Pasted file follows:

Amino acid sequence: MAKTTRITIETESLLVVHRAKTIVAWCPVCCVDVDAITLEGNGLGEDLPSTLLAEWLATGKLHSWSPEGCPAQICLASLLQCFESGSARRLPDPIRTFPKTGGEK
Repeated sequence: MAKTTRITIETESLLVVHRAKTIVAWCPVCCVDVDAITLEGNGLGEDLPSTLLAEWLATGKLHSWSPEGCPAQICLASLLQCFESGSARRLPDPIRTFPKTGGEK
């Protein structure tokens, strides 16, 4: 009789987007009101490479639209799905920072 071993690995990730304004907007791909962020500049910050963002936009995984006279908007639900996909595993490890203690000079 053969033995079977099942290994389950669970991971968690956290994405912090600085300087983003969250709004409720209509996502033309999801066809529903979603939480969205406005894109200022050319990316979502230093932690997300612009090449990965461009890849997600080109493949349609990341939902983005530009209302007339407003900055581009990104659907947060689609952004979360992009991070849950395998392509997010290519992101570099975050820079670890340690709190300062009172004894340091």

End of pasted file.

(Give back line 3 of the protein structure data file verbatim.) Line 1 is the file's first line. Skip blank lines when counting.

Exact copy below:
């Protein structure tokens, strides 16, 4: 009789987007009101490479639209799905920072 071993690995990730304004907007791909962020500049910050963002936009995984006279908007639900996909595993490890203690000079 053969033995079977099942290994389950669970991971968690956290994405912090600085300087983003969250709004409720209509996502033309999801066809529903979603939480969205406005894109200022050319990316979502230093932690997300612009090449990965461009890849997600080109493949349609990341939902983005530009209302007339407003900055581009990104659907947060689609952004979360992009991070849950395998392509997010290519992101570099975050820079670890340690709190300062009172004894340091």